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When Religion Hurts

I remember the evening quite clearly. I was around 5 or 6 years old, and I nervously approached the stairs of the stage and knelt down. I was there to repent, to accept Jesus into my heart, really I just wanted to avoid the fiery pits of hell. From my earliest memory I was told that I needed to pray and ask Jesus to forgive me of my sins so I wouldn't go to hell.


This was my introduction to Jesus and Christianity. What follows is a wild, and complicated story of my relationship with faith. I was raised in an evangelical home. I went to a Christian school and attended Bible study and church about 3-5 times a week.


As a young woman I was taught that it was my job to cover my body so I wouldn't tempt men to lust after me. I couldn't wear shirts with words across my chest, for fear men's eyes would be drawn to look at my boobs. Jeans with rivets on them were forbidden as well, as a man might look at my hips.

I was taught that if I had sex before marriage, I was, "a chewed up piece of bubble gum, or equivalent to trash." If I did happen to make this mistake, my future husband wouldn't want me because I wasn't "pure" because I hadn't saved myself for him. Being gay was one of the worst sins you could commit along, with abortion of course.


There was another incident when I was pulled aside by a teacher, and informed that my heart wasn't "pure enough" to enter worship. She knew that I had unconfessed sin in my life.


As a child I was inquisitive, and wanted deeper answers to everything. I pushed back on things I was taught, and this was absolutely frowned upon, so I learned to stay quiet and pretend I agreed with everything.


I witnessed and experienced violence as a child, and instead of being able to reach out for help, I was told to be quiet. Christians don't have those problems.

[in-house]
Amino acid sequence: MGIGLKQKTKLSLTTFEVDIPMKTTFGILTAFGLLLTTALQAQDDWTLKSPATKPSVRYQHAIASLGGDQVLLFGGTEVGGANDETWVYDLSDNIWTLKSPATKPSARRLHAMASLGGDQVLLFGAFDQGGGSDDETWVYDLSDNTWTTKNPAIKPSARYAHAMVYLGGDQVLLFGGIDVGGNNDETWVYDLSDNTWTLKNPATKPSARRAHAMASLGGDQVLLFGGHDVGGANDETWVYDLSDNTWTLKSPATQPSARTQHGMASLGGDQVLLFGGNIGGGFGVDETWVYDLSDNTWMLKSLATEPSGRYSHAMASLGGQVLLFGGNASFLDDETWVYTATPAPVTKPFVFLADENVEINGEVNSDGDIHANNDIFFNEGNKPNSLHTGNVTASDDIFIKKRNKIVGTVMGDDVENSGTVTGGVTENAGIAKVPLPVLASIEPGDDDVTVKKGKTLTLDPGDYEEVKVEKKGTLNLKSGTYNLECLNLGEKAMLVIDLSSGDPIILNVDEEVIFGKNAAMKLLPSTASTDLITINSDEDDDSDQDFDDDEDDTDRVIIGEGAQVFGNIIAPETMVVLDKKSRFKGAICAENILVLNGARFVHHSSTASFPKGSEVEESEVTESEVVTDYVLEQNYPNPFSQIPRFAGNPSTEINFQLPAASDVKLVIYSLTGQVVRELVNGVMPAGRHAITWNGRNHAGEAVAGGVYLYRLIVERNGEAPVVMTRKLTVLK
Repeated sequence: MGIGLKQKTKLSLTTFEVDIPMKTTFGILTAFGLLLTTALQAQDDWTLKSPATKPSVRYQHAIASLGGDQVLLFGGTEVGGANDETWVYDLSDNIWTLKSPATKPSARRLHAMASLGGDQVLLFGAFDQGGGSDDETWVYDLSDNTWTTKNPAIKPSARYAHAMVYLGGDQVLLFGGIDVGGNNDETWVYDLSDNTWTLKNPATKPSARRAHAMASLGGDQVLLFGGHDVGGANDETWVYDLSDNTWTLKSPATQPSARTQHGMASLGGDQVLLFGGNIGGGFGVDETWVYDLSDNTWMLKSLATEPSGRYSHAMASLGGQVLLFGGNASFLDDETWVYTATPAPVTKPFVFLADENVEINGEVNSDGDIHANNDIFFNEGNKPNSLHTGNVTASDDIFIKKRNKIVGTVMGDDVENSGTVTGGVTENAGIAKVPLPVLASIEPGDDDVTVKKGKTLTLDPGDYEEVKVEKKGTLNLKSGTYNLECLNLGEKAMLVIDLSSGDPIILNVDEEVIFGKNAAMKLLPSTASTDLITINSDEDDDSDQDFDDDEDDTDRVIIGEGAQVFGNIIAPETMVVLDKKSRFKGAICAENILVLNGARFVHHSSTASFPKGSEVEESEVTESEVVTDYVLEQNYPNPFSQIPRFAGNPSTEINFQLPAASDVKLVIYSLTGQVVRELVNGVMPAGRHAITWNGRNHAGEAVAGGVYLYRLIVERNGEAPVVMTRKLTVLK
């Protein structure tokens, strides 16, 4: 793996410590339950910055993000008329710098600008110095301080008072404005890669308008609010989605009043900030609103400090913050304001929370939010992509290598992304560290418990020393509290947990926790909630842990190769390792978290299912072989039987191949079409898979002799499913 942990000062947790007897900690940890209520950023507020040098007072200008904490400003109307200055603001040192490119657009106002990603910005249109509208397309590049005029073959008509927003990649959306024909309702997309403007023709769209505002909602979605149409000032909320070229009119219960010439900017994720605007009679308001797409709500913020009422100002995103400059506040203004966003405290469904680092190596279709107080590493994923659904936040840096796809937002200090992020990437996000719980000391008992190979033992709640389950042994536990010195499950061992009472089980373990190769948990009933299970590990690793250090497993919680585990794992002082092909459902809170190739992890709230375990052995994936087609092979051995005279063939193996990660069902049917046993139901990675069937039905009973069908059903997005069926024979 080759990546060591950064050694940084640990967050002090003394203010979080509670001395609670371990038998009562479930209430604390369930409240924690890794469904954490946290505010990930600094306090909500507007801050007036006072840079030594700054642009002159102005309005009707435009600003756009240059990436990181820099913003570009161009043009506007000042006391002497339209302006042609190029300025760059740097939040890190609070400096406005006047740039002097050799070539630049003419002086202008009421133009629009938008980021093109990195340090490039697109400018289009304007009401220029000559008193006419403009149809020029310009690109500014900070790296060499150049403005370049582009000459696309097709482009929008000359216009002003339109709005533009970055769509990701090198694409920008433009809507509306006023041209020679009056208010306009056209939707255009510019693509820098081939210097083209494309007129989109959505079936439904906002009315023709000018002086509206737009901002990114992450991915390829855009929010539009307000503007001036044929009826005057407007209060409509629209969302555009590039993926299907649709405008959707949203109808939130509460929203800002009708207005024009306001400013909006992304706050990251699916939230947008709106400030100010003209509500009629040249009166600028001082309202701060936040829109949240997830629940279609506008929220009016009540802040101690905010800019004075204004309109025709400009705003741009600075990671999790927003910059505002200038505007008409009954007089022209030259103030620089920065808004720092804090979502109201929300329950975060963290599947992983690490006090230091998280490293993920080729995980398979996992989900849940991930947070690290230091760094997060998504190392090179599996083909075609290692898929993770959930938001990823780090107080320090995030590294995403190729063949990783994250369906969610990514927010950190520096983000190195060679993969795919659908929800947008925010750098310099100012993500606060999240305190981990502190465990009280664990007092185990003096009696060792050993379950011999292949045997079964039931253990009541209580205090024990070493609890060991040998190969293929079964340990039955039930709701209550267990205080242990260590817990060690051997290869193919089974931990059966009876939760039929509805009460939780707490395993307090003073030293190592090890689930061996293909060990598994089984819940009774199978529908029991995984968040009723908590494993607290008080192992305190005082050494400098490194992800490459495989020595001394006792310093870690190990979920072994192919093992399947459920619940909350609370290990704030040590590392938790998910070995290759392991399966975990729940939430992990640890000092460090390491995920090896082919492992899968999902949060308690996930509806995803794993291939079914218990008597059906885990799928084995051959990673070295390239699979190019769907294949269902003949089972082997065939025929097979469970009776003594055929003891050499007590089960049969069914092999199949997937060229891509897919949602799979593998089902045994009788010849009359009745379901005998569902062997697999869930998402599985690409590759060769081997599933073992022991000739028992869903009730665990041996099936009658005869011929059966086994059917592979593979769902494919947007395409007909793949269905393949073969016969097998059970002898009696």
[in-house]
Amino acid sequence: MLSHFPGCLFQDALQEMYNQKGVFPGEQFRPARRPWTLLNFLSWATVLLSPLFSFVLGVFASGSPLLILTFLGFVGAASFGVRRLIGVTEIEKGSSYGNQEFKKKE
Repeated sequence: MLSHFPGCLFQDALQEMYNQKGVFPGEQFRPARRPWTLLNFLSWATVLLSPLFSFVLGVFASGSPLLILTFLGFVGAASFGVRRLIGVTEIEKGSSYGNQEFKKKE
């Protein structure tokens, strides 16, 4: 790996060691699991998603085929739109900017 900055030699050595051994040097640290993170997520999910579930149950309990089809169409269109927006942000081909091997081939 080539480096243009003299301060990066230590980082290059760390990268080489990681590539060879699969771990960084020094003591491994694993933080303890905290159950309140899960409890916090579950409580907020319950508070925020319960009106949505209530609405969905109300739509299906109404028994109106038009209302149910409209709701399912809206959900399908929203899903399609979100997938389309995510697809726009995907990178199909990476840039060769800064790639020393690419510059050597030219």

I learned from a very young age to not express myself, to internalize all of my feelings. I've struggled with mental health issues for as long as I can remember. We didn't seek help, because the answer to all of our issues was prayer.


Alcoholism and mental illness are not a result of my Christian upbringing. But, now that I'm in recovery, I've been doing the work of digging into my past, and trying to heal myself. I was brought up in a culture of shame, guilt and silence. I was raised to Being quiet and submissive was expected.


Since I've gotten sober, I've come back to my faith. I'm not exactly sure what that looks like. But, I do know as a result of recovery and AA I now have a God of my own understanding, and realize that faith is a life long journey of discovery and growth.




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So powerful, Christina. I am such a huge advocate for speaking up, speaking out, being open and honest, sharing our feelings and whatever it is we're going through at any given time. Your past sounds painful and yet you have such a hope and strong spirit through your words, there's no doubt you're on an exciting path now. Write On!

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